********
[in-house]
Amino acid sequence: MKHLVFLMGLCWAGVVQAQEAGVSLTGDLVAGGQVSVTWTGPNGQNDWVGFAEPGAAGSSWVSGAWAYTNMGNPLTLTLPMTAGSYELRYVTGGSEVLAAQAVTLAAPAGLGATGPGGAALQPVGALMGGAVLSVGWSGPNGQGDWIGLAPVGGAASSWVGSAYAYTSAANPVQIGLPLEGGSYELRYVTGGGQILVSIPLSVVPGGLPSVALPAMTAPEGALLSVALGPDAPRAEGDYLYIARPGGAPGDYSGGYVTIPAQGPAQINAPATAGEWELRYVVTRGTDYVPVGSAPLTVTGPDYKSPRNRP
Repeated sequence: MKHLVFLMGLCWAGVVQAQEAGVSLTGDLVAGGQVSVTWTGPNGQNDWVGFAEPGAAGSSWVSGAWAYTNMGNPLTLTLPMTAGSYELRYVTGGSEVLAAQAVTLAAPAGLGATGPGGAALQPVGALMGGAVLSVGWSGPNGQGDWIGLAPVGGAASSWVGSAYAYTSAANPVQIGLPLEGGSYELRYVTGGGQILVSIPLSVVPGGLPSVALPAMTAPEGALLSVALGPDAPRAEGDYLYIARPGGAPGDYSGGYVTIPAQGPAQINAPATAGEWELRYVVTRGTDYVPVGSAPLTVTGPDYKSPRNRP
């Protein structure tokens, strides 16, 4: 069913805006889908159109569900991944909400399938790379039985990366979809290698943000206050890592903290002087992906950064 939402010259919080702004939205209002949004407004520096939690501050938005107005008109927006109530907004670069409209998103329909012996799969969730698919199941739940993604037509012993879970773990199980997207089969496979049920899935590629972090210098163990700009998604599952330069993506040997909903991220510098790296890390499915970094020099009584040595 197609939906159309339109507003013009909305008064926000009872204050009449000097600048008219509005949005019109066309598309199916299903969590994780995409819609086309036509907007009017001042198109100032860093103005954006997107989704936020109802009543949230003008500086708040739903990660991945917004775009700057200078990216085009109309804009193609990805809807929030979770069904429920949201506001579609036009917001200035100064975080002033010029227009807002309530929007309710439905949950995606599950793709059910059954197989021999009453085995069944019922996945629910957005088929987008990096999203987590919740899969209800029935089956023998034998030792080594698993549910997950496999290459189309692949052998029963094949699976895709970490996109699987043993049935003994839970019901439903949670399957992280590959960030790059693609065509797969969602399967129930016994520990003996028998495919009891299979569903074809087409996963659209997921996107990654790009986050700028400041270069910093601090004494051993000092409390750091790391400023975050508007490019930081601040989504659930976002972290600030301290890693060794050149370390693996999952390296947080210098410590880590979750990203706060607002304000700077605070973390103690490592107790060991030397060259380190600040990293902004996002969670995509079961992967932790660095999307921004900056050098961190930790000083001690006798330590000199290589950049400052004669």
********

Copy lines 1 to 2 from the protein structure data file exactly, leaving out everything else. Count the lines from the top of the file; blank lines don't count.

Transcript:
[in-house]
Amino acid sequence: MKHLVFLMGLCWAGVVQAQEAGVSLTGDLVAGGQVSVTWTGPNGQNDWVGFAEPGAAGSSWVSGAWAYTNMGNPLTLTLPMTAGSYELRYVTGGSEVLAAQAVTLAAPAGLGATGPGGAALQPVGALMGGAVLSVGWSGPNGQGDWIGLAPVGGAASSWVGSAYAYTSAANPVQIGLPLEGGSYELRYVTGGGQILVSIPLSVVPGGLPSVALPAMTAPEGALLSVALGPDAPRAEGDYLYIARPGGAPGDYSGGYVTIPAQGPAQINAPATAGEWELRYVVTRGTDYVPVGSAPLTVTGPDYKSPRNRP